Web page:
Reverend Dr. Martin Luther King Jr. and the Civil Rights and Black Freedom Movements transformed the United States. Their victories laid the groundwork for our current struggles for racial, economic and climate justice. These victories required deep movement work and relationship building that is too often glossed over as if its success was inevitable — as if it was a natural progression for the United States to find compassion for Black people, brought to these shores in chains, enslaved and denied basic human and civil rights for more than 100 years after emancipation.
We can’t celebrate a narrative about a brave man fighting for justice without recognizing that we are part of that story. We don’t need to ask ourselves what we would have done if we had been there for the struggle, because the struggle continues.
We do need to ask ourselves the questions: “What are we willing to risk?” What are we fighting for? and “How can we grow our movement numbers and power in order to topple the systems which are oppressing people and destroying our planet?
During the campaign for voting rights in Selma, Alabama on what would become known as ‘Bloody Sunday’, Dr. King and movement leaders attempted to cross the Edmund Pettus Bridge. On that day, organizers and community members were beaten bloody, bones broken in their first peaceful attempt to cross the bridge, aborted only because of the sheer violence of the police.
Returning a second time was a choice point and Dr. King did not know that history would hail the movement’s decision to do so. In scenes all too reminiscent of today, he saw segregationists and police so emboldened by their power that neither cameras nor promises of public attention would stop them. Going forward — he knew — was a path that would only cause greater confrontation, more jail time, and more violence. His actions would become a lightning rod for the racism embedded in the culture. In the backlash that followed, many would accuse him of causing these disturbances and instigating the hate mobs — violence that echoes in today’s headlines and news broadcasts, still as terrifying as in 1965.
Against such a backdrop, he chose to risk and live with grace, channeling anger into the “fierce urgency of now.” He resisted the urge to return violence with violence — even more so, he resisted the calls to temper his vehemence for freedom.
Today we face our own choice points, our own backlashes, mobs, and threats. In the face of that, we must confront our fears: fear there is no hope, that we aren’t powerful enough, that we don’t have the solutions we so desperately need, that resistance is too dangerous. If we can’t move past fear into action, then we’re merely spectators to injustice. Today we face our own questions. In this moment, we contemplate “What does it mean to fight our fight for climate justice in a manner that yields solutions and makes connections to other movements and people working for justice?”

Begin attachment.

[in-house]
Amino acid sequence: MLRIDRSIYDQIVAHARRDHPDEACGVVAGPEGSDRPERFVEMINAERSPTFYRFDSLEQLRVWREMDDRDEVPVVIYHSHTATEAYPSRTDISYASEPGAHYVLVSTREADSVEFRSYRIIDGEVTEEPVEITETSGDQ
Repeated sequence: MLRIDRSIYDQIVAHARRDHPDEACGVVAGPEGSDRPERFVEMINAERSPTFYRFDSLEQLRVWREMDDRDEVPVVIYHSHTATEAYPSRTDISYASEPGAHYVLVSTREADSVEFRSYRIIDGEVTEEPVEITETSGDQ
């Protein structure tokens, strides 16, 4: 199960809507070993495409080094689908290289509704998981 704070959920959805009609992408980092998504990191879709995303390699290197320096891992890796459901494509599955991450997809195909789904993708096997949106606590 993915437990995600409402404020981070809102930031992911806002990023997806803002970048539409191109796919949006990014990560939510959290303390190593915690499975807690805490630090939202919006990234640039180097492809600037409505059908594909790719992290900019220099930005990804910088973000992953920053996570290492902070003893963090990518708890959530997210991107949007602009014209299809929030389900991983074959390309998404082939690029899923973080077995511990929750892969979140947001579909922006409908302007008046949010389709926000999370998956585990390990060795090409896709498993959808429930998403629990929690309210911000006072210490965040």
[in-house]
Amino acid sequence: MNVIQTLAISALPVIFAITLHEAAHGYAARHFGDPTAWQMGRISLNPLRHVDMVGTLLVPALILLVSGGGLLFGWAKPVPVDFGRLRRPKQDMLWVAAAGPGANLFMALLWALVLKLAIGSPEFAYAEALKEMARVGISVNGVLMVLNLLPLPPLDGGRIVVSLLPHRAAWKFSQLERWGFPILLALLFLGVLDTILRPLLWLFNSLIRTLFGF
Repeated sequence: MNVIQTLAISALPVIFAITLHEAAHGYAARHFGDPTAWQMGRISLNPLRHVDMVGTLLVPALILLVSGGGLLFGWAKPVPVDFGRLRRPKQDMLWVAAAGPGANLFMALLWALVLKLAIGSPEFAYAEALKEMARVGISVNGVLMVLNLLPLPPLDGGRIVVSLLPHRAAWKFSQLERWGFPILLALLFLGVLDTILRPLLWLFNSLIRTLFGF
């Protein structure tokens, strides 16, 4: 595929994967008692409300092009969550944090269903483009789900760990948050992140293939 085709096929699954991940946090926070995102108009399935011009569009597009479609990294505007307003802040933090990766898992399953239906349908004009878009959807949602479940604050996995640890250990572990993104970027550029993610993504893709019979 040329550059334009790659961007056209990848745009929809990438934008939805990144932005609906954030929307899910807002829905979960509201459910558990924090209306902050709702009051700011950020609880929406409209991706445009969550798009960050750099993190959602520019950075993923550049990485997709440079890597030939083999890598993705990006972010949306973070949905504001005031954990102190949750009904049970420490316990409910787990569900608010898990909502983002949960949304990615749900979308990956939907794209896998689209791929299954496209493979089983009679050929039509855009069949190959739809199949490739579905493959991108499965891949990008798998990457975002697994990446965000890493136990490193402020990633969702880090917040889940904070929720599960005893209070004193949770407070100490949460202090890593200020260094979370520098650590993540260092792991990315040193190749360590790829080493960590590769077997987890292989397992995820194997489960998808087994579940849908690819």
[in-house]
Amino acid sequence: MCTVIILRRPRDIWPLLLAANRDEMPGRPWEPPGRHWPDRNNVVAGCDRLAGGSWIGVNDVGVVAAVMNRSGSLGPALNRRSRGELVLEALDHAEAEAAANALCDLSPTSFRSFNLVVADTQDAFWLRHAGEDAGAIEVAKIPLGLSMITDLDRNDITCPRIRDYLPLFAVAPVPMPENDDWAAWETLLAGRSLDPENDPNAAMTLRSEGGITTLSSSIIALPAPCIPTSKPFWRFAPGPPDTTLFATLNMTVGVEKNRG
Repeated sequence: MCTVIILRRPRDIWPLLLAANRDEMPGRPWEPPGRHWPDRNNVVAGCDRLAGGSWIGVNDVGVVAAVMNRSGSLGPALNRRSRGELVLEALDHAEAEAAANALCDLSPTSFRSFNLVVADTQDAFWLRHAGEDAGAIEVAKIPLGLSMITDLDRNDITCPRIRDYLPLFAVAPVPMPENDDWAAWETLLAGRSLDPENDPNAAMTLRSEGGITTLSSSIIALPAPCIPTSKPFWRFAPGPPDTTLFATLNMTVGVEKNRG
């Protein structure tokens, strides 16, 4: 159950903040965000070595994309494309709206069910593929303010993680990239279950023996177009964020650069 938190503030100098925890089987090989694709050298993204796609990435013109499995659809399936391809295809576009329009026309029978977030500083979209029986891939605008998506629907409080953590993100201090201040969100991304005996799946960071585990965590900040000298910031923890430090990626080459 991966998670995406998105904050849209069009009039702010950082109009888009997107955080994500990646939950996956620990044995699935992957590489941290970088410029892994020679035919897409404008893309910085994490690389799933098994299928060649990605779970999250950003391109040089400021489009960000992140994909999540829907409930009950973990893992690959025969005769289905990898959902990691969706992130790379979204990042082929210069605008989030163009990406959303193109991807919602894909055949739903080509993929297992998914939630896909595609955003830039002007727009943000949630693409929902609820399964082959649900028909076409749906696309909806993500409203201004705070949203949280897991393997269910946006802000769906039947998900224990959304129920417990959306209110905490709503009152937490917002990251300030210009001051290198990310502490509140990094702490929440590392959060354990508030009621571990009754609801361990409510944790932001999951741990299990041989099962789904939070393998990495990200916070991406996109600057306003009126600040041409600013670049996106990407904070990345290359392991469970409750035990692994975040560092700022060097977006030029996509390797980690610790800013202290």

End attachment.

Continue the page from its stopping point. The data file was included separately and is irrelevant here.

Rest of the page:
Today we must face the need to create an intersectional movement not because it sounds good or is the politically correct thing to do but because it strengthens our solutions. Our work to fight against this climate crisis will never succeed if we aren’t able to make connections to other movements and inspire others to show up for us. We must also show up for them. It is not simply shutting down coal plants–it’s also keeping police from killing our neighbors and creating living wage jobs that support our families. It’s fighting back against the same system that says some communities are expendable. That is why we must fight. We know this is not easy. It was never meant to be and it never was.
In the words of Dr. Martin Luther King Jr. :
“We are now faced with the fact that tomorrow is today. We are confronted with the fierce urgency of now. In this unfolding conundrum of life and history, there “is” such a thing as being too late. This is no time for apathy or complacency. This is a time for vigorous and positive action.”
We must protect the Earth and our communities with a relentless fervor, strategic clarity and tenacity. Protecting our communities means more than stopping pipelines. In this political and social moment, the Climate Movement must confront the current level of violent and hateful intent being spewed toward marginalized Brothers, Sisters and Kin on the airwaves, in newspapers and in presidential debates. We must protect our Brothers, Sisters and Kin knowing that only together we can create a world where we can all live in our full dignity.
Our work is not merely a call for the escalating actions of Break-Free or an action call to sign a petition — this is a conviction of the soul. So on this MLK day, let us be convicted by his life’s values, committed to the escalation that he so believed in, and compelled to greater love and courage.
Everette R. H. Thompson (with support from a beloved community of writers)